Well, as of this writing anyway.

If you've got domain objects that you plan to compare with one another, then you'd better override equals() and hashCode() in your classes.

Otherwise, you could be in for some unpredictable results.

Fortunately, you can override both of them fairly easily. In fact, you might even get away with letting your IDE do it for you.

In this guide, I'll go over equals() and hashCode() so you know what's going on.

The Great Equalizer

You get the equals() method for free. It's part of the base Object class.

But just because you get it for free, that doesn't mean it behaves the way you want it to.

In fact, it probably doesn't behave the way you want it to.

Consider this code that uses the ActivityOutcome class from a CRM application.

ActivityOutcome outcome1 = new ActivityOutcome();

ActivityOutcome outcome2 = new ActivityOutcome();


Run that code and, unless you already overrode equals() in the class, it will print out the word "false" in a nice shade of red.

So what gives? The names and the IDs are the same!

Here's what gives: those are two different objects. As you can see from the code above you instantitiated ActivityOutcome twice.

The equals() method in Object checks for object identity. In other words, it will only return true if the two objects are the same instance.

So you need to override equals() if you want that method to check the ID or the name.

But There Are Rules

There are rules for policemen and there are rules for overriding equals(). That equivalance relationship must be:

  • Reflexive - An object must always equal itself
  • Symmetric - If object A equals object B then object B must equal object A
  • Transitive - If object A equals object B and object B equals object C then object A must equal object C
  • Consistent - If object A equals object B then object A must always equals object B unless the data is modified

Also, any check against a null reference must always return false.

If you think about, though, those are some fairly common-sense rules. You probably didn't want to break any of them to begin with.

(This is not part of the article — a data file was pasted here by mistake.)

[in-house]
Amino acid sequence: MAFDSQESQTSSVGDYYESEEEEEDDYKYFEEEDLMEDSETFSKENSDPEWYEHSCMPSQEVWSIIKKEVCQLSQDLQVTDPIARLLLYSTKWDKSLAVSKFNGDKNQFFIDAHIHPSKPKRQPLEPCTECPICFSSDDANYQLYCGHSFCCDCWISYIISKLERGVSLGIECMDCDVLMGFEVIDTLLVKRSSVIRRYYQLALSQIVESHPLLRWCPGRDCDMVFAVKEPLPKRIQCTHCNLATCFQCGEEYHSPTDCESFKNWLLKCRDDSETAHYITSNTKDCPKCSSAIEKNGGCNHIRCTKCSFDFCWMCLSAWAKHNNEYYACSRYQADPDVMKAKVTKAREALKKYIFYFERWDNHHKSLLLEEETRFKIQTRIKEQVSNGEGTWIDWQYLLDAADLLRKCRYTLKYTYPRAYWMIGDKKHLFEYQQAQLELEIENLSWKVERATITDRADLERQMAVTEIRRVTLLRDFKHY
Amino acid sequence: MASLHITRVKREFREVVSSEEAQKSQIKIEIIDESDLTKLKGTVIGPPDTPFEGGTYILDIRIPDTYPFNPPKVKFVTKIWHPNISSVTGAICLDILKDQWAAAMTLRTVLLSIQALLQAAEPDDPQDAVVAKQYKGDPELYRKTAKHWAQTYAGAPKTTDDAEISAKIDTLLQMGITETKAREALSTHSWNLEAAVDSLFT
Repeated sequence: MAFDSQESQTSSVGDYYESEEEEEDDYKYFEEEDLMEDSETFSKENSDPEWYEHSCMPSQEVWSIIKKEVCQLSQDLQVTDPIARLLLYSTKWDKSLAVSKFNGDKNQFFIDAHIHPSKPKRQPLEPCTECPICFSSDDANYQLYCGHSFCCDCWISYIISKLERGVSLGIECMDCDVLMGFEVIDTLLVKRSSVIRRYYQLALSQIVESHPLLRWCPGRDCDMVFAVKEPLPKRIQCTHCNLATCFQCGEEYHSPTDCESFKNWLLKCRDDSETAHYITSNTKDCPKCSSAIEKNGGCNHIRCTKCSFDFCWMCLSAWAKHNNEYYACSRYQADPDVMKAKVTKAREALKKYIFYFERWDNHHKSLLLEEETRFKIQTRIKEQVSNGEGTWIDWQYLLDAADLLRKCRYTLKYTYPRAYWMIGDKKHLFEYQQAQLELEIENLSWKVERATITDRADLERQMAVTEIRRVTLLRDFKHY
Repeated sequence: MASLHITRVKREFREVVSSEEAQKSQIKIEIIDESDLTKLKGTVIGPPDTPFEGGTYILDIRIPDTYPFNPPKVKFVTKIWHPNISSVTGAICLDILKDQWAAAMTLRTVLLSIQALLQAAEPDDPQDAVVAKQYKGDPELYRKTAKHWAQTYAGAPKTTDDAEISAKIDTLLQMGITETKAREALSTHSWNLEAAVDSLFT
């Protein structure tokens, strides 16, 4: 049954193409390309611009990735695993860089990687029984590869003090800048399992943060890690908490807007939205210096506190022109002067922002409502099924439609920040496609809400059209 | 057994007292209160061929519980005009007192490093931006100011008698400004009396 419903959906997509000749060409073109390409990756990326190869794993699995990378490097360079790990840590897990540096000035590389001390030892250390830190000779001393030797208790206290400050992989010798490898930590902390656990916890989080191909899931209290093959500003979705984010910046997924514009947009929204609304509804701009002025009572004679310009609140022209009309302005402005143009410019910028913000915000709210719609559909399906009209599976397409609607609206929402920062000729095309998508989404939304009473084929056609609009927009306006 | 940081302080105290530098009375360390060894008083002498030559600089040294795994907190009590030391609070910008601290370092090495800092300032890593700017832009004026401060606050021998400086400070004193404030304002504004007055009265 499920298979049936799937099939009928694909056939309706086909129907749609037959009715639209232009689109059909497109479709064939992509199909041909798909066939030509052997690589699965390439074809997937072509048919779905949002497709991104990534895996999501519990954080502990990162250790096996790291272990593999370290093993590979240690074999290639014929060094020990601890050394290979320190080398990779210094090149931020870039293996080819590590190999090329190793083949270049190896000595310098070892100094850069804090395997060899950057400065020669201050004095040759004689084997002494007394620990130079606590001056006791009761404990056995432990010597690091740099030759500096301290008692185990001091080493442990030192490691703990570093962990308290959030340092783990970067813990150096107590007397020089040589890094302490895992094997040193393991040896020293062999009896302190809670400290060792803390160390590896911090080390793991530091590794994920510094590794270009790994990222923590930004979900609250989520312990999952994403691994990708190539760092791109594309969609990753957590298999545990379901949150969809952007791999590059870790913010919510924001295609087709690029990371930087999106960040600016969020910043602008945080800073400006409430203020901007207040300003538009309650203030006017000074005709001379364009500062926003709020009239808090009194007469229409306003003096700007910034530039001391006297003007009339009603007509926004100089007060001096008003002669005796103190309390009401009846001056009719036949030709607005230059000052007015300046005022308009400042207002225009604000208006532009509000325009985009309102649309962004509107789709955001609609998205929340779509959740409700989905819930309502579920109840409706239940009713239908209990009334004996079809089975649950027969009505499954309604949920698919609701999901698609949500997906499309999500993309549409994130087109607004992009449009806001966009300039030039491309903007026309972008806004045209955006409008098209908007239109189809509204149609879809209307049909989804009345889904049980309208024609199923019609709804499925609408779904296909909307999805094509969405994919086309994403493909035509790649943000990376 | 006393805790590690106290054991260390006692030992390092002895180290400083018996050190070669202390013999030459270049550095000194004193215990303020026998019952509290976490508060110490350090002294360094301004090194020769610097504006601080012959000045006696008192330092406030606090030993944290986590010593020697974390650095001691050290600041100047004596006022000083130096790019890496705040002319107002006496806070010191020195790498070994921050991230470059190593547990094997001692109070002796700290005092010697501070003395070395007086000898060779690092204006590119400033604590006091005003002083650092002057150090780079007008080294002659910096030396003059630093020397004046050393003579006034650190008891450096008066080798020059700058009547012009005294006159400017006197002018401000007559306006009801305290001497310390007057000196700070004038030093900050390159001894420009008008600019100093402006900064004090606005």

So with all of that in mind, add this bit to the ActivityOutcome class and you should be gold:

public boolean equals(Object obj) {
    if (this == obj)
        return true;
    if (obj == null)
        return false;
    if (getClass() != obj.getClass())
        return false;
    ActivityOutcome other = (ActivityOutcome) obj;
    if (id == null) {
        if (other.id != null)
            return false;
    } else if (!id.equals(other.id))
        return false;
    return true;

That's all crunched together because I let Eclipse auto-generate it. You can do the same, if you're using that IDE.

But if you just follow the code, you'll find that it's doing exactly what you think it should do to determine if the two objects are equal.

First, it tests for equality with ==. If that returns true, then the two objects are the same and the method returns true.

Next, it checks to see if the other object is null. If it is, then the method returns false.

After that it checks to see if the other object is an instance of the same class. If not, then it returns false.

But if that's true, then it casts the object to ActivityOutcome.

That last block of code checks to see if the two IDs of the objects are the same. If they are, then equals() returns true.

Now if you rerun that first block of code above, you'll see "true" printed out.

But you're not done.

Hashing It Out

Go back to the JavaDoc for Object and take a look at the writeup on the hashCode() method. You might notice this line:

"If two objects are equal according to the equals(Object) method, then calling the hashCode method on each of the two objects must produce the same integer result."

Whoops! You didn't yet take care of that part.

Bottom line: when you override equals(), you gotta override hashCode().

So by now you might be asking: "What the #*&$*@ is a hash code and why does Java need it?"

It's a good question.

But to answer that question, I first need to explain the concept of hashing.

Hashing it comp-sci geek speak for applying a mathemtical function to data. The end result is a code. 

That code could be a hexadecimal number. But here it's an integer.

What's the point of hashing? For efficient retrieval of stored objects.

You've most likely already used hashing if you done Java development for even a short period of time. Does the class name HashMap ring any bells?

A HashMap instance uses hash codes to store and retrieve objects.

But why? Because if it didn't do that then HashMap performance would take a hit.

So the important takeaway here is this: hash codes make your applications run more efficiently and quickly.

So yeah, you need to override hashCode(). For that ActivityOutcome class, override it like this:

public int hashCode() {
    final int prime = 31;
    int result = 1;
    result = prime * result + ((id == null) ? 0 : id.hashCode());
    return result;

So if you parse that code above you'll find that it's creating a new hash code from the hash code of the id property. It does that with the aid of the prime number 31.

Why does it use that number? It's more high-level math stuff but the bottom line here is that 31 greatly reduces the chances of generating the same hash code between two unequal objects.

By the way, that code was also automagically generated by Eclipse.

You can also use third-party tools like Lombok and Apache Commons to generate hash codes.

Wrapping It Up

There you have it. A coffee-table guide to equals() and hashCode().

Now take what you've learned here to your own domain objects. You'll be glad you did when you start storing them in maps.

But above all else, make sure you have fun!

Photo by Rachel Claire from Pexels